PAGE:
For Schenn, that means a slow development curve since being acquired in the Mike Richards trade with Los Angeles several years ago. Coming over as a very hot prospect, his offensive growth at the NHL level could most generously be described as "slow and steady."
His name was in and out of trade rumors, and his reputation may have been at an all-time low this offseason. He saw fellow phenom center Sean Couturier get a long-term deal, while GM Ron Hextall said "let's wait and see" on a contract for Schenn. By training camp, he started on the fifth line, and Hextall reviewed his play as merely "okay."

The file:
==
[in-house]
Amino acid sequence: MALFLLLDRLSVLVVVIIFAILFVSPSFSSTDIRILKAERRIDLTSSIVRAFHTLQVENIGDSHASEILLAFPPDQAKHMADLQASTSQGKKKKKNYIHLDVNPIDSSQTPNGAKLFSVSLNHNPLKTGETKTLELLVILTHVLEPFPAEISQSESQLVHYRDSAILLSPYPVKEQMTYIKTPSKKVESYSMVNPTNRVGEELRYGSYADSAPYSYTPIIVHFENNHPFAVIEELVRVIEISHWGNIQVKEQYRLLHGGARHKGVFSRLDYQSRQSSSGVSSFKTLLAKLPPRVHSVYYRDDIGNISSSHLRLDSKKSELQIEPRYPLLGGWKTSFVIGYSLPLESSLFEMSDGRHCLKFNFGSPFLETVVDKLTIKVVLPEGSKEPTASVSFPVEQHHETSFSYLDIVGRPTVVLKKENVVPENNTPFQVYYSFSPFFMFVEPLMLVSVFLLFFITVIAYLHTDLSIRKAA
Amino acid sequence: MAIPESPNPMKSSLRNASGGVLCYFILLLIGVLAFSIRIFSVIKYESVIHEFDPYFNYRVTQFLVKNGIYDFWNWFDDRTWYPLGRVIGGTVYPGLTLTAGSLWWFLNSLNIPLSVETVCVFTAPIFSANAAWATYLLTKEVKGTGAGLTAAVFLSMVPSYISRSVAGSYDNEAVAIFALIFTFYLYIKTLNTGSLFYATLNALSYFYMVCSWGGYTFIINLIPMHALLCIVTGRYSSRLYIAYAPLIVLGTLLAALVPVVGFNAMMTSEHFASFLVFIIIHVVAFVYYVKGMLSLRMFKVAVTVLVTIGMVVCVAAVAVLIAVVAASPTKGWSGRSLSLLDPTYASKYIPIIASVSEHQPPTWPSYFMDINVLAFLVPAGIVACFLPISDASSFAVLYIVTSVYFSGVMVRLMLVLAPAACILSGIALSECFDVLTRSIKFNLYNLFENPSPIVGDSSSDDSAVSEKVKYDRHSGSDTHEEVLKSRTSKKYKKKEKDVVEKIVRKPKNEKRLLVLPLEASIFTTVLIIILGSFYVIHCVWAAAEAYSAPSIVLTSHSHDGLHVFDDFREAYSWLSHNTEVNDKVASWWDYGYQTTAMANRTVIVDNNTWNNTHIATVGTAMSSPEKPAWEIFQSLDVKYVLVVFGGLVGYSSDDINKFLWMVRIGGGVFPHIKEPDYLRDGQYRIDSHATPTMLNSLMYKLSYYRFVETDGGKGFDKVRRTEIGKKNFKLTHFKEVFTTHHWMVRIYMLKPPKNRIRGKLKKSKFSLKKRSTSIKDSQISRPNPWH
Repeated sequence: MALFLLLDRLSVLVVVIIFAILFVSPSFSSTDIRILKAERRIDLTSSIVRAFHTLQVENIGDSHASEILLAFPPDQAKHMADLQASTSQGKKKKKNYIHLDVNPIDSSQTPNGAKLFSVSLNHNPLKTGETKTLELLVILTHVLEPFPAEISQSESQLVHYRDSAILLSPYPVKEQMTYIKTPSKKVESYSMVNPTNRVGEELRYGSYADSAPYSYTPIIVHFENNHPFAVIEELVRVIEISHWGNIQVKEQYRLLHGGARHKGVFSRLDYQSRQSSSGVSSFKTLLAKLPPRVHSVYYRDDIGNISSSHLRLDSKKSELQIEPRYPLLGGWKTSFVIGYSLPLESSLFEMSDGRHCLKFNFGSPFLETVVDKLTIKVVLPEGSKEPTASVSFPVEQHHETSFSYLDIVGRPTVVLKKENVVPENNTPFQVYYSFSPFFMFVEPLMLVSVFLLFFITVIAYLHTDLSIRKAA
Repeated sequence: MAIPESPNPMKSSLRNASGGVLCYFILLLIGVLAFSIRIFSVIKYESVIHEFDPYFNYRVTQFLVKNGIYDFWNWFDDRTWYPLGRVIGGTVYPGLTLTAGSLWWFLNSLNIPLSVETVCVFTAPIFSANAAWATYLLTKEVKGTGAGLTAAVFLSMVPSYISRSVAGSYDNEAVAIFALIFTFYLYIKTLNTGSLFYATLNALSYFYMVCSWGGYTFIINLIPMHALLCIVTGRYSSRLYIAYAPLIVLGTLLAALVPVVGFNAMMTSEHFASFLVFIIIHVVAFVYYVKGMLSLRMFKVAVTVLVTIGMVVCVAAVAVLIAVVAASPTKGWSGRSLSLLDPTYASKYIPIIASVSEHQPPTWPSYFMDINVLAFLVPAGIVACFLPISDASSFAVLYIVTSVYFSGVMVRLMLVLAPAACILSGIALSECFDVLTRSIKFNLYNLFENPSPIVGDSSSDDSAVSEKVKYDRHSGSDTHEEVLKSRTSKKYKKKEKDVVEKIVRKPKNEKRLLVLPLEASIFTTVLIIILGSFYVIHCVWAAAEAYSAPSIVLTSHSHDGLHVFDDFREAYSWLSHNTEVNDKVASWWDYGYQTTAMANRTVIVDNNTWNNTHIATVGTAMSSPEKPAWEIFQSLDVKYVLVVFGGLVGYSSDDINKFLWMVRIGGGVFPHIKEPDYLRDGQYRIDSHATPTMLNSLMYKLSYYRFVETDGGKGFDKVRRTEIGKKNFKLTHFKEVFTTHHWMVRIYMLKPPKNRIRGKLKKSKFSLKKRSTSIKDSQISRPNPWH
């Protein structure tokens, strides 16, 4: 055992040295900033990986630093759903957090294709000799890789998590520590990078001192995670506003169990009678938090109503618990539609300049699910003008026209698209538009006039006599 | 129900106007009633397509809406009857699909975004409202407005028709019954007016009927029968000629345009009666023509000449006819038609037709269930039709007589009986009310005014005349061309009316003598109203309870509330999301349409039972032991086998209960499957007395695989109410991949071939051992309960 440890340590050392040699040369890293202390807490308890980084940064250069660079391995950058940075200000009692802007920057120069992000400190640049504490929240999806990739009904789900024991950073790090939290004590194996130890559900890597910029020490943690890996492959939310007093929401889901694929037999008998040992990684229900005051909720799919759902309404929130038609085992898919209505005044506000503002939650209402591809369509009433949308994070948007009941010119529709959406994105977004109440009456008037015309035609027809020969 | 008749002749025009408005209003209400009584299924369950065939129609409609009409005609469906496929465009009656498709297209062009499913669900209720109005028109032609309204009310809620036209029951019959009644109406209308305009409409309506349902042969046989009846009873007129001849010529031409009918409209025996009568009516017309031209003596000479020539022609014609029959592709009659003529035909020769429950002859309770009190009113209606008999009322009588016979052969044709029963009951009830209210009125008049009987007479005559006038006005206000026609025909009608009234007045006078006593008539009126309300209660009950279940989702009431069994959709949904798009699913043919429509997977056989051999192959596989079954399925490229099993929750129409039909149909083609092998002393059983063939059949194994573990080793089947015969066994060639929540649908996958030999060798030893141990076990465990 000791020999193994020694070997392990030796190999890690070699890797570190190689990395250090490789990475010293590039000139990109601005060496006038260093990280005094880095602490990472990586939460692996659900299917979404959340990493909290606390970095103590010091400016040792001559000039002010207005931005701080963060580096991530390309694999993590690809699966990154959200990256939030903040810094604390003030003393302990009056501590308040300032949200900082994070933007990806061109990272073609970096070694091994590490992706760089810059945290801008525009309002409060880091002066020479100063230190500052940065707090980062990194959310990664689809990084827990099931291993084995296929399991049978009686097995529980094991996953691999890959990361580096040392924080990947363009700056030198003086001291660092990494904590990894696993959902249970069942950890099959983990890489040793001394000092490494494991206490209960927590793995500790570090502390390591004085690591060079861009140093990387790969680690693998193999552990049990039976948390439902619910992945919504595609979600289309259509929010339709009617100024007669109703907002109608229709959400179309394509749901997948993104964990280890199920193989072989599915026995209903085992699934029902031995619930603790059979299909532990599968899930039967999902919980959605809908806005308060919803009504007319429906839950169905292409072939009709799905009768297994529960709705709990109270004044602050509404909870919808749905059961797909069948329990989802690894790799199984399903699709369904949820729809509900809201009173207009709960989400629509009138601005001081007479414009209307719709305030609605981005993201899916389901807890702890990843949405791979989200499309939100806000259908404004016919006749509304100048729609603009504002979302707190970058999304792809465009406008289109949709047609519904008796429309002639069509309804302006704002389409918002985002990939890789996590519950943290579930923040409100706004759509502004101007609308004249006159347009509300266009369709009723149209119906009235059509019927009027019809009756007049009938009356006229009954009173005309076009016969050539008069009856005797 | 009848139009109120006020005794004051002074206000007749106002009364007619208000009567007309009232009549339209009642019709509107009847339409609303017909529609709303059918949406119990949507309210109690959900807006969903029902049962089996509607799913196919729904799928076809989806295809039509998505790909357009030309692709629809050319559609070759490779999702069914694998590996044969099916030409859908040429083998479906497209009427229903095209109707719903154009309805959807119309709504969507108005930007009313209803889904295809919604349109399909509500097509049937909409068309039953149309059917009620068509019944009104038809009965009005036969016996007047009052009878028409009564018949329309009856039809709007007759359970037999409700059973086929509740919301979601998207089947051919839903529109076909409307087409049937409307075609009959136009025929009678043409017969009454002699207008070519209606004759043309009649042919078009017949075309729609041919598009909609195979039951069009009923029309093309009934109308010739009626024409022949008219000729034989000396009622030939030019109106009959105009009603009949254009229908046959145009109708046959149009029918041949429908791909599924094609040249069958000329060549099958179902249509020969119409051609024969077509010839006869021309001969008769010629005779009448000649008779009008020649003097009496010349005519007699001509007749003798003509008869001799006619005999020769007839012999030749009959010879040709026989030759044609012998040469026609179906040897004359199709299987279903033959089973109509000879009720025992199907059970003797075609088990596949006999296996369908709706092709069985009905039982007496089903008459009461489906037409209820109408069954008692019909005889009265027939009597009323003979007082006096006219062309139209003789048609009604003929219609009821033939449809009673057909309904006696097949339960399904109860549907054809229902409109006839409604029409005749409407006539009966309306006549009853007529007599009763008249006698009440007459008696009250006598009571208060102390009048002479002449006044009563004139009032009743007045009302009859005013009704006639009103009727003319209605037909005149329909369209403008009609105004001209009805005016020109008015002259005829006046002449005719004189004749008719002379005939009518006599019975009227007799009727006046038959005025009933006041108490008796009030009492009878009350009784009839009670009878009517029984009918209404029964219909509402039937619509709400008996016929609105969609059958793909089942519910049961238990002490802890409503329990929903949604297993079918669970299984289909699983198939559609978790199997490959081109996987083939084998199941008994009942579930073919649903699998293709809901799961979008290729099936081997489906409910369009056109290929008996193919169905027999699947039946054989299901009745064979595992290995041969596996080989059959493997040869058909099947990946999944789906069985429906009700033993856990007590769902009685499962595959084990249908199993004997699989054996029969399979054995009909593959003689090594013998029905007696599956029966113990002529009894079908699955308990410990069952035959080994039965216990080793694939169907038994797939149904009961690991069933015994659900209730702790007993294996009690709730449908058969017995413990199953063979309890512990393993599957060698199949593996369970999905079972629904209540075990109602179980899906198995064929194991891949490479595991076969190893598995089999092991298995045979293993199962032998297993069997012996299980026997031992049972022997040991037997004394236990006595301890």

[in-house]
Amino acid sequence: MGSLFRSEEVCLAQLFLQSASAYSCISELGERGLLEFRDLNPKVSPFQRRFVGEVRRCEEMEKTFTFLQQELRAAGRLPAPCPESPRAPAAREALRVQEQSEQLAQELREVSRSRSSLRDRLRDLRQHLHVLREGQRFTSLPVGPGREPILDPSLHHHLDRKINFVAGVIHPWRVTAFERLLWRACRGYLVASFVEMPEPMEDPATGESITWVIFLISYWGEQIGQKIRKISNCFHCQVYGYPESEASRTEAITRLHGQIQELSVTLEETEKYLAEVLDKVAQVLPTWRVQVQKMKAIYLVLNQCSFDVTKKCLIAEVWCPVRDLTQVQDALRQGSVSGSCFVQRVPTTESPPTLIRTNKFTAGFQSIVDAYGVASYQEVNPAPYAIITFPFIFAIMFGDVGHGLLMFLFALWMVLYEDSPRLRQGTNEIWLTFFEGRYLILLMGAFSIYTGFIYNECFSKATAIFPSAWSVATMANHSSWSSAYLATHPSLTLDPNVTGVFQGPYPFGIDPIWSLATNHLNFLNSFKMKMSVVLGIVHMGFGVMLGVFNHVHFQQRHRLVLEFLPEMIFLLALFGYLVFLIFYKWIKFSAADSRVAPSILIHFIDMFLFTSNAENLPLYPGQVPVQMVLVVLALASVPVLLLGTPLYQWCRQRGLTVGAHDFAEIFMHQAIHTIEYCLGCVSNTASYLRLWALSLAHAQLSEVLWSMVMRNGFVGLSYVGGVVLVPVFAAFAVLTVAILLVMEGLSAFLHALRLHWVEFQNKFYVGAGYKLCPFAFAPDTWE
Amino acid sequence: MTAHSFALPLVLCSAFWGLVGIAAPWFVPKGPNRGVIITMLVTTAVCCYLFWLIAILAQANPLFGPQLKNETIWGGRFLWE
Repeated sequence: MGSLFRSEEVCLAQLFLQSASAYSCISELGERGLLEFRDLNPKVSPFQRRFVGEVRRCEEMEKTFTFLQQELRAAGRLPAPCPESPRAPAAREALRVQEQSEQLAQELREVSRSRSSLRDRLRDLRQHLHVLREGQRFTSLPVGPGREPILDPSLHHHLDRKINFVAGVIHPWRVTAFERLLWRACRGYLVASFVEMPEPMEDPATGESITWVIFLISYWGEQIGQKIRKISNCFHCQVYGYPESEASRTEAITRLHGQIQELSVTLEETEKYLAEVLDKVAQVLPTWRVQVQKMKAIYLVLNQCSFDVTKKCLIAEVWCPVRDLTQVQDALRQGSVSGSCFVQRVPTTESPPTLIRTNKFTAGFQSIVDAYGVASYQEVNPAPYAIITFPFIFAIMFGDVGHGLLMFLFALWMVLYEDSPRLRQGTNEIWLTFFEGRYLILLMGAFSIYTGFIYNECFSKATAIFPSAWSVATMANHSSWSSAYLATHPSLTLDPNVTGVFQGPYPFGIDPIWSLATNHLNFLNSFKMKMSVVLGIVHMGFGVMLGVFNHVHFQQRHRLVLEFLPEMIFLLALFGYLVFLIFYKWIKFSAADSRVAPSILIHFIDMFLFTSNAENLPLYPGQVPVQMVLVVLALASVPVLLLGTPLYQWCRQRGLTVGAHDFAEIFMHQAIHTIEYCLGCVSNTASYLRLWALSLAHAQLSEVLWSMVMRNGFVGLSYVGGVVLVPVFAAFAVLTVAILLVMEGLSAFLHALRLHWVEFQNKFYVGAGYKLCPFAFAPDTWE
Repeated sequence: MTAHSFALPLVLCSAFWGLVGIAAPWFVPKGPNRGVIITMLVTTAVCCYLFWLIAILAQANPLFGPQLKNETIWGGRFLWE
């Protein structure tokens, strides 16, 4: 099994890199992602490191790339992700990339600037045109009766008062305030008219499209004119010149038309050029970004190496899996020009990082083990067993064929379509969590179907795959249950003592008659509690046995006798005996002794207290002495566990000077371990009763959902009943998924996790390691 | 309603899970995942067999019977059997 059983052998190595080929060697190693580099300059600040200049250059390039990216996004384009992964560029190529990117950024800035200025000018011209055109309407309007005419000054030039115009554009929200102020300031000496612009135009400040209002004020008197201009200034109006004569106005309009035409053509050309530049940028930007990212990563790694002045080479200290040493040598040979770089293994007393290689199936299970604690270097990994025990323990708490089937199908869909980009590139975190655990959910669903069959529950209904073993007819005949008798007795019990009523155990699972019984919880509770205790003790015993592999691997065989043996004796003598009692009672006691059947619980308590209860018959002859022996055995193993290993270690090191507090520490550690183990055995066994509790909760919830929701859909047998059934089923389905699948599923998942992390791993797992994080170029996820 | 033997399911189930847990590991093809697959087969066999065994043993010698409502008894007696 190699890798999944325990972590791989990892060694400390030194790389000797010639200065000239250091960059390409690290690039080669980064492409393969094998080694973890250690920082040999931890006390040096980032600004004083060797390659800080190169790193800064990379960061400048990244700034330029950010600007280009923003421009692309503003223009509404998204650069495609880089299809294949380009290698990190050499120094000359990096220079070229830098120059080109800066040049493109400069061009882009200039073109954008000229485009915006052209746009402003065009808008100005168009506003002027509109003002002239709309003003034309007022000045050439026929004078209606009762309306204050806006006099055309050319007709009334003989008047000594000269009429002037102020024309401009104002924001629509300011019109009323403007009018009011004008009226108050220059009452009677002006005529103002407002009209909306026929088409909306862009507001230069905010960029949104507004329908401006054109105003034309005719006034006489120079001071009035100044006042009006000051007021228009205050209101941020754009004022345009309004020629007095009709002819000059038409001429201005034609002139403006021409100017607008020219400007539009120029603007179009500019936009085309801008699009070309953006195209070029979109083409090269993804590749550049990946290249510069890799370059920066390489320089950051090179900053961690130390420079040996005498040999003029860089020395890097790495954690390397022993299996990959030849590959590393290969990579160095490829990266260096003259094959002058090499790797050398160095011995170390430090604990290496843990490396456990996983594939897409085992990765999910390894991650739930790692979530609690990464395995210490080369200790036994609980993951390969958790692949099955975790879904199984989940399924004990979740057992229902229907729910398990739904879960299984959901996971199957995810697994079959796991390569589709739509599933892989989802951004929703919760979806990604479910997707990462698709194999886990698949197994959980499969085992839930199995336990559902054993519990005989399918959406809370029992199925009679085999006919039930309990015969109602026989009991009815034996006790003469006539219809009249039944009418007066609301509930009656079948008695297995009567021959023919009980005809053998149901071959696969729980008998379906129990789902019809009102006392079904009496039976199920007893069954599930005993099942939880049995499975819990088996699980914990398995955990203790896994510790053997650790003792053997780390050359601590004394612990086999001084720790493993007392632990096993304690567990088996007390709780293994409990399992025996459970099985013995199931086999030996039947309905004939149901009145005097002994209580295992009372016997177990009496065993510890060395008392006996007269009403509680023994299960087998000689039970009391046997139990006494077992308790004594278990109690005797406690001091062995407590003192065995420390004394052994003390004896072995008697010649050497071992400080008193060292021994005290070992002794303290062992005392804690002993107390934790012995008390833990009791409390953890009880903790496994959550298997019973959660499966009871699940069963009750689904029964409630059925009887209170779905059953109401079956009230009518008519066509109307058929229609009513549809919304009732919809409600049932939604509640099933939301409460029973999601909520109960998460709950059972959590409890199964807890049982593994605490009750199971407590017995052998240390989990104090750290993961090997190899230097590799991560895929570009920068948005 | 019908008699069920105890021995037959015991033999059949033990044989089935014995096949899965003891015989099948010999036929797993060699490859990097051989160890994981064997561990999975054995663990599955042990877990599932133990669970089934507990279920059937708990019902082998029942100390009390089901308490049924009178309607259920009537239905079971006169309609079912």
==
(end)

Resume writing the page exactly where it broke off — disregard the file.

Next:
For Gagner, he couldn't even get in the lineup most of the year. He joined the Flyers as a pure throw-in to balance salaries in the Nicklas Grossmann trade in the offseason, amidst lots of talk the Flyers would turn around and buy him out.
The buyout didn't come, but neither did the lineup opportunities. He was often a healthy scratch for the Flyers, and when he did play, it was usually on fourth line duty. The situation then got even worse, as Gagner was sent down to the AHL for the first time in his career.
To their credit, neither player complained. They both showed up for work, and were patient. Now their patience is paying off.